A love of the outdoors, and a desire to keep her three young children active during the COVID shut downs sparked a challenge that is propelling one Maple Ridge family towards better fitness and a true appreciation of nature.
With so many events cancelled and rec facilities shuttered due to the coronavirus, like so many moms during spring break, MaryAnna Robbins had to get creative in finding ways to occupy her kids.
The result, she decided to take the on a few hikes through local trails.
As the shut downs spread and the duration of the shelter at home efforts expanded, the numbers of family hikes grew – with one each day.
Soon the Robbins reached 20. Then 40. Now… the goal is 100.
“In the early hike days, my five-year-old son said let’s do 100. I thought, ‘oh that might be too many.’ But here we are at [62 as of Thursday, May 14] and we are going for it,” MaryAnna shared.
The hikes are not a big stretch, physically, for Mom. She’s been a competitive runner since she was a young girl.
“The daily hikes have still improved my health, as it allows me to breathe the fresh air improving my overall wellbeing. Just a few minutes in the outdoors can do that,” she said.
But she’s truly impressed with the resilience and stamina of her two older boys Oaklan, age five, and Corenth, three, plus her two-year-old daughter age Nyanna. They’re completing the hikes unassisted, and while most are about an hour and a half long, some have gone as long as three hours (when Dad joins them for weekend outings) and have involved climbing to elevations of 300 metres.
“Our children challenge us because they have positive energy and don’t want to stop. We are so proud of them as they are completing hikes that a lot of children could not do let alone adults,” Mom said, emphasizing that 300m is no easy feat for three young children.
“They are doing amazingly. I honestly cannot believe how well they have done. They look forward to doing it each day and do not see it as a chore or a problem. They have all been very active since they could move and we are seeing their dexterity, endurance, balance, and strength continue to improve each week,” she added, noting the kids love the outdoors, rain or shine, and have been excited to hike.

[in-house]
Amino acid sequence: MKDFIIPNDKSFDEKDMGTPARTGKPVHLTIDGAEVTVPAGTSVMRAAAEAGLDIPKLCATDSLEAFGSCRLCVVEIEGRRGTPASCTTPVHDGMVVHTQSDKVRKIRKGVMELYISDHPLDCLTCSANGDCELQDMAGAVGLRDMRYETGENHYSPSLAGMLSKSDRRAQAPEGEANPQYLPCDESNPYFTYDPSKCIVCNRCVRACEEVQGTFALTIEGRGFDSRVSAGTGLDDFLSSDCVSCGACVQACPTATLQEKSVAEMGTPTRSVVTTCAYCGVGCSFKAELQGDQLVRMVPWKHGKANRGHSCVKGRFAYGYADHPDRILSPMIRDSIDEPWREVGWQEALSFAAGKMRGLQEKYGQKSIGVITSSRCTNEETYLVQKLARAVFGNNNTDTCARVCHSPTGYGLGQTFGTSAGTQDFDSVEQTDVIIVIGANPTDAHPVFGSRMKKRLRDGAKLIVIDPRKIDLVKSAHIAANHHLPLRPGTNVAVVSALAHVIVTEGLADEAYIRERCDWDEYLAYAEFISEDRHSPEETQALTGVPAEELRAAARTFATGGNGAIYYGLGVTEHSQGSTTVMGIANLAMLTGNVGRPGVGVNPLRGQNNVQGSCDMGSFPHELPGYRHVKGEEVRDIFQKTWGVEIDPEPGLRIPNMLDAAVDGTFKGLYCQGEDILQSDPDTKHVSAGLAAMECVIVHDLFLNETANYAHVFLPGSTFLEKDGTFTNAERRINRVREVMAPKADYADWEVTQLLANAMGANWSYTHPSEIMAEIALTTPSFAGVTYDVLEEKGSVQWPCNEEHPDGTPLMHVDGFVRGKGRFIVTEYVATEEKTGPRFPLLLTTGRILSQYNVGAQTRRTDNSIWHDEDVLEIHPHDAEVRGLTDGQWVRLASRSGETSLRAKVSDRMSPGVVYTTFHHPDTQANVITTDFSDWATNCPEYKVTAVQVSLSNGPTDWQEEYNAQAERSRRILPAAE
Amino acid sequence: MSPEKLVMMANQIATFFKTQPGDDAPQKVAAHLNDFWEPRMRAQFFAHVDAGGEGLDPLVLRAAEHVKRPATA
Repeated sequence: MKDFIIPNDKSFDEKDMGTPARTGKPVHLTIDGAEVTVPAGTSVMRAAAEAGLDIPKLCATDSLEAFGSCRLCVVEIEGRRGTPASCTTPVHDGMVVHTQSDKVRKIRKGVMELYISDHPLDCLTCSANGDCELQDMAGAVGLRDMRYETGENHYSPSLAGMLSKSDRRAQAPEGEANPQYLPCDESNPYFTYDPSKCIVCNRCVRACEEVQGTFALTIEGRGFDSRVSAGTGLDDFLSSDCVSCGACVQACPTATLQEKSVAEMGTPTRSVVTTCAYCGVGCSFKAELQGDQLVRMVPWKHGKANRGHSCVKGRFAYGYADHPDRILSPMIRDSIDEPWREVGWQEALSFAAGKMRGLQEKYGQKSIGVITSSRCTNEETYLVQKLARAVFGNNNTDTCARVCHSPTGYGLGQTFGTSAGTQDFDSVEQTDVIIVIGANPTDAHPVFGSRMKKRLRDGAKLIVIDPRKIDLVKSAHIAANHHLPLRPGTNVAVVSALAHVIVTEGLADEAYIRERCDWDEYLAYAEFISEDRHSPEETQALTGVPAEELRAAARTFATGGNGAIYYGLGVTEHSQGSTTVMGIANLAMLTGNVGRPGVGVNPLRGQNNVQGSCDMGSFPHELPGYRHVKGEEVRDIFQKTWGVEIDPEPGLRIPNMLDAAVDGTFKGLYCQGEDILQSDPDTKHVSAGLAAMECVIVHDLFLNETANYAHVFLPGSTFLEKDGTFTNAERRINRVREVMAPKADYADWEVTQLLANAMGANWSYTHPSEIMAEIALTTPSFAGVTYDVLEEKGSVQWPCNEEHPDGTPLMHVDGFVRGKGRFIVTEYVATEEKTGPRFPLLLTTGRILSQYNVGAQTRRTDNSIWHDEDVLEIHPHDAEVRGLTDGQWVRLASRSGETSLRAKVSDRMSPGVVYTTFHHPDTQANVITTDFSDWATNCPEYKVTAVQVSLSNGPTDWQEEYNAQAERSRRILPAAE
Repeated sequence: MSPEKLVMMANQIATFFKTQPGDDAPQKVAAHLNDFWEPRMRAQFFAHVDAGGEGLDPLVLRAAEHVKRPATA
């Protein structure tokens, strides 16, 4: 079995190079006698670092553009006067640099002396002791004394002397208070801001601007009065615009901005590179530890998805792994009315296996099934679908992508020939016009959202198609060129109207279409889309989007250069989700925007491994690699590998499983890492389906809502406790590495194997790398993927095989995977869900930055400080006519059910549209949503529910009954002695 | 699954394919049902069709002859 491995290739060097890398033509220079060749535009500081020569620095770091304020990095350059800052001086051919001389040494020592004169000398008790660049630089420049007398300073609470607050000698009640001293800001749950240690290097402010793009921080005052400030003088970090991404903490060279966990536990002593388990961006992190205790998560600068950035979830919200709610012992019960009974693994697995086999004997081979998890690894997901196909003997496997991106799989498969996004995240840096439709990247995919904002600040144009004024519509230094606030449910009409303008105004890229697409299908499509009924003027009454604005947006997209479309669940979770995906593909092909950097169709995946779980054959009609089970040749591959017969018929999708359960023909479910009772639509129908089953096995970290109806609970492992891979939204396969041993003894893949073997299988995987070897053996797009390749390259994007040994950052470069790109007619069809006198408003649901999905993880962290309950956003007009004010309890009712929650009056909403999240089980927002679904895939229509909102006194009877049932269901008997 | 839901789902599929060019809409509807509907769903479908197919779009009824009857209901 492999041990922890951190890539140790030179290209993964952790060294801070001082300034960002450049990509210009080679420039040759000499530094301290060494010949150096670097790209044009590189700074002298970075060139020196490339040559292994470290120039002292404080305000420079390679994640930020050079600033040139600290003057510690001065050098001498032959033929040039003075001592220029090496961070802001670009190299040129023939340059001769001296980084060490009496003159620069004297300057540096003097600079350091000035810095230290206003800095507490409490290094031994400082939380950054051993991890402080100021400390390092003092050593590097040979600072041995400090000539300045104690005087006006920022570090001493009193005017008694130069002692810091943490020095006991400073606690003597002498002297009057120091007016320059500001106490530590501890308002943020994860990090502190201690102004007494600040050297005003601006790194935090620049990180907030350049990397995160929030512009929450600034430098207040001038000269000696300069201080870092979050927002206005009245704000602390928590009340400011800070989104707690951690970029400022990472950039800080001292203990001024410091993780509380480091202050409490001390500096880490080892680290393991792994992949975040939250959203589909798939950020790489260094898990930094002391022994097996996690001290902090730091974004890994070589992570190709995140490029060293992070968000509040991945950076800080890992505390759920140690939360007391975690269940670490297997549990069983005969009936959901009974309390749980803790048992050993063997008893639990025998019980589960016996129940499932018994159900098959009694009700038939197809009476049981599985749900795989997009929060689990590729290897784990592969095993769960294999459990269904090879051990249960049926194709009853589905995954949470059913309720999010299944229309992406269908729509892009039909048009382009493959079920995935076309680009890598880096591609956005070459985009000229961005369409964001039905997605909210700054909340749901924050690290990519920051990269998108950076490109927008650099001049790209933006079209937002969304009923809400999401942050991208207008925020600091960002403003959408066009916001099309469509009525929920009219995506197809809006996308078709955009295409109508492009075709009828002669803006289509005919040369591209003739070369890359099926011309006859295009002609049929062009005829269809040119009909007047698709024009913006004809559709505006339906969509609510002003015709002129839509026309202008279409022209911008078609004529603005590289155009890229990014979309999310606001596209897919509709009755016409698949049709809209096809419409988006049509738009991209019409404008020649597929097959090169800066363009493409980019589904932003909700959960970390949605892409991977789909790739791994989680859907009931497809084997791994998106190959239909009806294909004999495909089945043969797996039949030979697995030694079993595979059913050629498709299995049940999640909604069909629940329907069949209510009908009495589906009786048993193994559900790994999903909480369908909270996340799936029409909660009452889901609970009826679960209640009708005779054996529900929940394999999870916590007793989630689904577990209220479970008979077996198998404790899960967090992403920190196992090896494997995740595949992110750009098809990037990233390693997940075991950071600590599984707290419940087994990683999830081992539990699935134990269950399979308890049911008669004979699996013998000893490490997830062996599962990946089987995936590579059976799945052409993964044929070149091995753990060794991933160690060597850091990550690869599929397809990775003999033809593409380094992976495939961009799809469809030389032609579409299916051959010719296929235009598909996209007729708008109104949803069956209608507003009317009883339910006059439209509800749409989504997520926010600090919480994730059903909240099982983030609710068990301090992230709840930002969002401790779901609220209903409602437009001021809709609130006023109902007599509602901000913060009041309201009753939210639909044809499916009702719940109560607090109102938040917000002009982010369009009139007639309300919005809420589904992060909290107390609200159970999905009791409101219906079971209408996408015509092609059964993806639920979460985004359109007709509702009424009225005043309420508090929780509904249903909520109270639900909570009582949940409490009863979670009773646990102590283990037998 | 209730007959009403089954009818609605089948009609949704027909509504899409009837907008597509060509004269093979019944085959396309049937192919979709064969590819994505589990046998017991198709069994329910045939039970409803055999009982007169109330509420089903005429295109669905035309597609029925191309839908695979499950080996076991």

“Generally speaking yes, it usually happens every morning,” Mom said, noting they do a lot of different hikes in and around Maple Ridge and Mission – admittedly some are repeated.
“A lot of [the hikes] we have just stumbled upon or heard about from friends. Some days we drive and just pull over when we see a hike,” she explained. “It has actually pushed me to step out and find new ones, harder ones, and the off the beaten path hikes.”
A self-proclaimed planner at heart, Robbins said this challenge has pushed her out of that comfort zone a bit.
“Strangely, we have not fully planned all of this out. It depends on weather, how we feel, and I let the children choose their hikes,too, so that they have some choice in completing this goal. It allows them to have a say in where we are going to go,” she said.
Her only stipulation, they must keep to allowed trails.
The family are united in saying the “coolest” hike they’ve tackled, so far at least, has been along a trail near the Bear Mountain Loop in Mission.
Asked if they’re expected to extend the number of hikes beyond their current 100 goal, Robbins said she wasn’t sure “yet.” Depending on lifting of COVID restrictions, they’re actually hoping to spend some serious time at the beach this summer.
“But hiking will still be apart of our weekly activity,” Mom insisted.
“Our family loves the outdoors, but goals like this for our family help teach our children that daily physical activity is an important part of life, health, and wellness,” she added.
”We have seen the results in our children in that they sleep well, eat well and are generally happy by being outdoors and active. It teaches them mental toughness, setting goals and achieving them, perseverance and determination and that even when things get tough we won’t give up (ie. Inclement weather doesn’t stop us). We strongly believe that if you teach your children healthy habits from a young age, it will most likely stick with them for the rest of their life. These aren’t just goals we are setting and achieving together, they are teaching opportunities for a healthy way of life.”
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